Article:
Staying in for Valentine's? Here's ten films that show love ain't all that
Valentine’s Day often calls for a date night trip to the cinema, but you might want a break from all the schmaltzy romance that’s in the air at this time of year. Either that, or you may have grown bored of films where getting married guarantees a happy ending and the unfaithful are dutifully forgiven. Feeling uninspired and unloved? Here’s a crop of movies that show love’s nasty underbelly.
Double Indemnity (1944) Fred MacMurray, Barbara Stanwyck, Edward G Robinson Written and directed by Billy Wilder, this is a great vintage film. Set in 1938, this quintessential film noir is about a married woman and her insurance salesman lover, who plot to kill her husband to get a pay-out.
She-Devil (1989) Meryl Streep, Roseanne Barr, Ed Begley Jr Any film with a cast like this is worthy of a watch – even if it is just to have a giggle at the 1980s fashion. In this comedy, Barr plays housewife Ruth who works hard to keep a happy home, but when her novelist husband has an affair with attractive and successful Mary Fisher (Streep), she seeks revenge, quickly turning from doting housewife to one rather crazy lady on a mission.
Husbands and Wives (1992) Mia Farrow, Woody Allen, Sydney Pollack, Judy Davis Directed by Woody Allen and starring his then partner Mia Farrow, this is a study into how the disintegration of a friend’s relationship can make you re-examine your own, and with devastating consequences. Allen plays Gabe, who is married to Judy (Farrow). When their friends announce they are separating, the cracks in Gabe and Judy’s own marriage begin to show.
Fatal Attraction (1987) Glenn Close, Michael Douglas This thrilling psychological drama brought a new word into the relationship lexicon – the term Bunny Boiler was born after a scene in this film where Glenn Close’s character, Alex, unable to let go of her married lover, kills his daughter’s pet rabbit by boiling it on the stove. That’s certainly an interesting way to gain someone’s affections.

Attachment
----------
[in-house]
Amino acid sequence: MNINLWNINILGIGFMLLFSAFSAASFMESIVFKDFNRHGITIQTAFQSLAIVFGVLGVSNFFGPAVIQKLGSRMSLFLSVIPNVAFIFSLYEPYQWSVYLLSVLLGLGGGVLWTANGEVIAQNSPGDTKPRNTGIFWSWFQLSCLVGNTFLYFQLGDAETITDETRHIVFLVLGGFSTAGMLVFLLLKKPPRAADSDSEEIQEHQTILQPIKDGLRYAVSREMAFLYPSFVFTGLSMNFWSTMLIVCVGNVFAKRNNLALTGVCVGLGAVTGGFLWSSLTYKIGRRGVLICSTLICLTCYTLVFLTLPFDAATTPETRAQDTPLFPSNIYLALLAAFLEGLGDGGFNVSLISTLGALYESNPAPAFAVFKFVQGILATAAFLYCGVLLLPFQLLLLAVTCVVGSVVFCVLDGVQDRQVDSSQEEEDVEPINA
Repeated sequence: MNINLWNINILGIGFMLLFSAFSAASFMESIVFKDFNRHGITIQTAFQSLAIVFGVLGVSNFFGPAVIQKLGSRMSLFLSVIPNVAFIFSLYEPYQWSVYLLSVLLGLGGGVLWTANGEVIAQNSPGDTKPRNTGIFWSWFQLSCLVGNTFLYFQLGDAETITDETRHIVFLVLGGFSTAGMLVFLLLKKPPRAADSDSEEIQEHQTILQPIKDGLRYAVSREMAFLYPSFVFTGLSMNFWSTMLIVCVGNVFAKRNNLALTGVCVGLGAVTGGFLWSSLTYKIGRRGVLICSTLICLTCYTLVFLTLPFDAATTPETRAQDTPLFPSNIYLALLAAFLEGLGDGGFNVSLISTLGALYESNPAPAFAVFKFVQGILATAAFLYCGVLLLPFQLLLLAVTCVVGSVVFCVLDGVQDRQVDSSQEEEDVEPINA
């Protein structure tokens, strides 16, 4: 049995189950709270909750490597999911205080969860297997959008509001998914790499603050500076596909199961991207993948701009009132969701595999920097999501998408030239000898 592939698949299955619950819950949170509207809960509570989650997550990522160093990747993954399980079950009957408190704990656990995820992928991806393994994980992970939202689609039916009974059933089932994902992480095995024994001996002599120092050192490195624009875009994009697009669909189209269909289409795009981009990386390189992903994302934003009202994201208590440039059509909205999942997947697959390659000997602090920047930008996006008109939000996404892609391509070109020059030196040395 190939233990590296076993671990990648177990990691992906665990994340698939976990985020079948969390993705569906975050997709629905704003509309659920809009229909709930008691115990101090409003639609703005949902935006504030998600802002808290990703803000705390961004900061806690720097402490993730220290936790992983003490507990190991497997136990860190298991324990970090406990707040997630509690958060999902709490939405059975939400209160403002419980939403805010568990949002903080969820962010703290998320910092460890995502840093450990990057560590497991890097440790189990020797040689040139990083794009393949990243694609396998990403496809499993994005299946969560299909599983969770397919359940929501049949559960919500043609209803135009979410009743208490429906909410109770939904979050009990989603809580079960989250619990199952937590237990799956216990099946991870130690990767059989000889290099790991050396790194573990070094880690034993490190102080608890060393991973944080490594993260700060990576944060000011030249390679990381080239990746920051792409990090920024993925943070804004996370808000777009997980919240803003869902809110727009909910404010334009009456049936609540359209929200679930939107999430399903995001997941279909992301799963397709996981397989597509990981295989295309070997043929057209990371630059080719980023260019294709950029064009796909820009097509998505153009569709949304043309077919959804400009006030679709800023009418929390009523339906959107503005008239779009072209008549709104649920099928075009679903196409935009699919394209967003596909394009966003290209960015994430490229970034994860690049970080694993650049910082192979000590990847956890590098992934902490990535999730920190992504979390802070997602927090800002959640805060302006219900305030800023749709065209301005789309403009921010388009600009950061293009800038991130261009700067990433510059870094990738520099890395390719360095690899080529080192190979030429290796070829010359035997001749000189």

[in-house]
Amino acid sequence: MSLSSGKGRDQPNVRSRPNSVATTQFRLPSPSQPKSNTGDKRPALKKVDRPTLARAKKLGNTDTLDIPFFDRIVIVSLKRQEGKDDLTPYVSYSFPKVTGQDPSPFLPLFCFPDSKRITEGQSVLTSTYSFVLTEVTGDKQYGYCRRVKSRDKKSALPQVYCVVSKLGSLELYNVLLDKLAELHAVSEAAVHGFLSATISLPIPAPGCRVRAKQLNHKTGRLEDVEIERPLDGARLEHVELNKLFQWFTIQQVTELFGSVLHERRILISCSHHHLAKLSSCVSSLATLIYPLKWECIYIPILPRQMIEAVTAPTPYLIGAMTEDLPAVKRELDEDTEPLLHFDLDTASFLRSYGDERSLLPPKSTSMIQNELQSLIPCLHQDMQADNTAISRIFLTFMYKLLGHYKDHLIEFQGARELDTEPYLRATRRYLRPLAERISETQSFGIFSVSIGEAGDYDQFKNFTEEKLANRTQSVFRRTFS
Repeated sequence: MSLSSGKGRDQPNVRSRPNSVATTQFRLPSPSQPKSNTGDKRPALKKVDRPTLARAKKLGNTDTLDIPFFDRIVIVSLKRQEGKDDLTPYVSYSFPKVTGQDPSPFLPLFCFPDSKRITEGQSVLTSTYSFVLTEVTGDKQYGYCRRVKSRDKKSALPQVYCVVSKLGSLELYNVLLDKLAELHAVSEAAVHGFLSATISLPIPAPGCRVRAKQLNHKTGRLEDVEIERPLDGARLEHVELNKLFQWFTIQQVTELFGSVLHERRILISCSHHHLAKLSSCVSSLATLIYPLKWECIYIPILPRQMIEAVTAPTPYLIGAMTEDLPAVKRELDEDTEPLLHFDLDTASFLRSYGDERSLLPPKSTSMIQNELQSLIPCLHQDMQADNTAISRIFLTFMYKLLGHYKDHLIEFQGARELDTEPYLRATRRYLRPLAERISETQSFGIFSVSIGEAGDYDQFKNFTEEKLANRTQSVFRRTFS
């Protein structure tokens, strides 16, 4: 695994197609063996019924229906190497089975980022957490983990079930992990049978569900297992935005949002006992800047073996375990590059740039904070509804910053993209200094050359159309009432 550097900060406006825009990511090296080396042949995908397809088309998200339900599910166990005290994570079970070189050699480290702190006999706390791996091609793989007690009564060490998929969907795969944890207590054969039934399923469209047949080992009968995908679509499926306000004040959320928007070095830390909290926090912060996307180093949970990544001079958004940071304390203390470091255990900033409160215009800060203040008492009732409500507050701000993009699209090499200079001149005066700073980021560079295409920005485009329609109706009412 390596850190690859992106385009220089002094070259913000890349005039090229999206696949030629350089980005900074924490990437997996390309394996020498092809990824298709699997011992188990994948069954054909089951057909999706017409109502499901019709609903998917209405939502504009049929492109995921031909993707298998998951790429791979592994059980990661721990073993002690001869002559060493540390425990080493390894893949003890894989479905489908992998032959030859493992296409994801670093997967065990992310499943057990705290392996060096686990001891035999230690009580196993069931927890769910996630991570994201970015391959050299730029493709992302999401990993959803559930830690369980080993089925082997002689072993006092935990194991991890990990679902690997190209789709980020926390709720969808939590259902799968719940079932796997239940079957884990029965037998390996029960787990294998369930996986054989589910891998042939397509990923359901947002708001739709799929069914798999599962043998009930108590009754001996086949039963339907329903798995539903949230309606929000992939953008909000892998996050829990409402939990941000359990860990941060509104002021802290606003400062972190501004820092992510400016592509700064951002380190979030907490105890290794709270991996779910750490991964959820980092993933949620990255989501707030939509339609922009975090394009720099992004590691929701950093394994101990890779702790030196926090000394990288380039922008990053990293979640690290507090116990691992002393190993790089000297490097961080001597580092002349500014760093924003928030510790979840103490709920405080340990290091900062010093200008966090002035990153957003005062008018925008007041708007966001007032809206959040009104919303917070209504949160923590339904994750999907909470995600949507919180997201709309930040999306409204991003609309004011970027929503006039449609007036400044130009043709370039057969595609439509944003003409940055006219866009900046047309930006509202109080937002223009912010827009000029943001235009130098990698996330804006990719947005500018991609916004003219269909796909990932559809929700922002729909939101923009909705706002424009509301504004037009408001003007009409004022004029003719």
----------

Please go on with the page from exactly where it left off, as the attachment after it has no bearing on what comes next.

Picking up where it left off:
We Won’t Grow Old Together (Nous ne vieillirons pas ensemble) (1972) Marlène Jobert, Jean Yanne You can’t get a more unromantic film title than this; it breaks all of Cupid’s little arrows in half and pops the romantic bubble. The French film explores the six year-long affair of 24 year-old Catherine and 40 year-old married Jean as they continually break-up and reconcile, until Catherine learns to assert herself.
War of the Roses (1989) Kathleen Turner, Michael Douglas Directed by and starring Danny DeVito, this is a dark comedy about a couple in the midst of messy and miserable divorce. The Roses, Oliver (Michael Douglas) and Barbara (Kathleen Turner), push each other to the brink. Feisty Barbara files for divorce after discovering her financial independence and she wants the house – but it’s not going to be a clean fight.
Revolutionary Road (2008) Leonardo DiCaprio, Kate Winslet Directed by Sam Mendes and based on the 1961 novel of the same name, this film won Kate Winslet a Golden Globe for her turn as housewife April Wheeler. Young and idealistic, she is married to Frank (DiCaprio). Everything seems perfect – big house in a Connecticut suburb and two children – but underneath they’re not happy, and a trip to Paris sees the relationship unravel. Winslet split with real-life husband Mendes after the film was released, funnily enough.
Kill Bill Vol. 1 (2003) Uma Thurman, Daryl Hannah, David Carradine, Michael Madsen This is the ultimate bride’s revenge flick. With Tarantino writing and directing it is, of course, a violent rollercoaster. Thurman’s character, known as The Bride, wakes up from a four-year coma to find that the baby she was carrying gone and her groom murdered by a violent ex, Bill. Does she descend into hysteria and accept her lonely fate? No. She gets revenge.
American Beauty (1999) Kevin Spacey, Annette Benning Lester and Carolyn Burnham (Spacey and Benning) look like the middle-class, suburban poster couple for happiness. But underneath all the thinly veiled perfection, Lester is suffering a depressing mid-life crisis that sees him become obsessed with his daughter’s teenage friend.
The Break-Up (2006) Jennifer Aniston, Vince Vaughn This anti-rom com sees a couple that were once happy, descend into sour squabbling, which eventually snuffs out any remaining spark the pair had. The couple call it quits in this battle of the exes but are still living in the same house, and the battle for the condo ensues to the bitter end.